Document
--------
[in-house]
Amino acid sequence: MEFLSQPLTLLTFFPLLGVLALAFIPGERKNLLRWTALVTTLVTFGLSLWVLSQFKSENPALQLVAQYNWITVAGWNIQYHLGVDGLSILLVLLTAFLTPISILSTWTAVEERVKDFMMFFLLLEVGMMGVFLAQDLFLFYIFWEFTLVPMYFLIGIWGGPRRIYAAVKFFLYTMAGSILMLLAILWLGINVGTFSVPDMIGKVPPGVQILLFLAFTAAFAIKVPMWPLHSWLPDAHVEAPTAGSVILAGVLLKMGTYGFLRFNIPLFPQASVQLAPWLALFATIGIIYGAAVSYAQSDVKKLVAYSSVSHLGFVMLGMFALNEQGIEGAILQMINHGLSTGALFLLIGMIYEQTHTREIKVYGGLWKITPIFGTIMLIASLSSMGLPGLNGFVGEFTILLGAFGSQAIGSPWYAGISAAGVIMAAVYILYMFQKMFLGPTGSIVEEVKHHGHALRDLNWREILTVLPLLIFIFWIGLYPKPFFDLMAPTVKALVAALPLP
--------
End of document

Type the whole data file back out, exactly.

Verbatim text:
[in-house]
Amino acid sequence: MEFLSQPLTLLTFFPLLGVLALAFIPGERKNLLRWTALVTTLVTFGLSLWVLSQFKSENPALQLVAQYNWITVAGWNIQYHLGVDGLSILLVLLTAFLTPISILSTWTAVEERVKDFMMFFLLLEVGMMGVFLAQDLFLFYIFWEFTLVPMYFLIGIWGGPRRIYAAVKFFLYTMAGSILMLLAILWLGINVGTFSVPDMIGKVPPGVQILLFLAFTAAFAIKVPMWPLHSWLPDAHVEAPTAGSVILAGVLLKMGTYGFLRFNIPLFPQASVQLAPWLALFATIGIIYGAAVSYAQSDVKKLVAYSSVSHLGFVMLGMFALNEQGIEGAILQMINHGLSTGALFLLIGMIYEQTHTREIKVYGGLWKITPIFGTIMLIASLSSMGLPGLNGFVGEFTILLGAFGSQAIGSPWYAGISAAGVIMAAVYILYMFQKMFLGPTGSIVEEVKHHGHALRDLNWREILTVLPLLIFIFWIGLYPKPFFDLMAPTVKALVAALPLP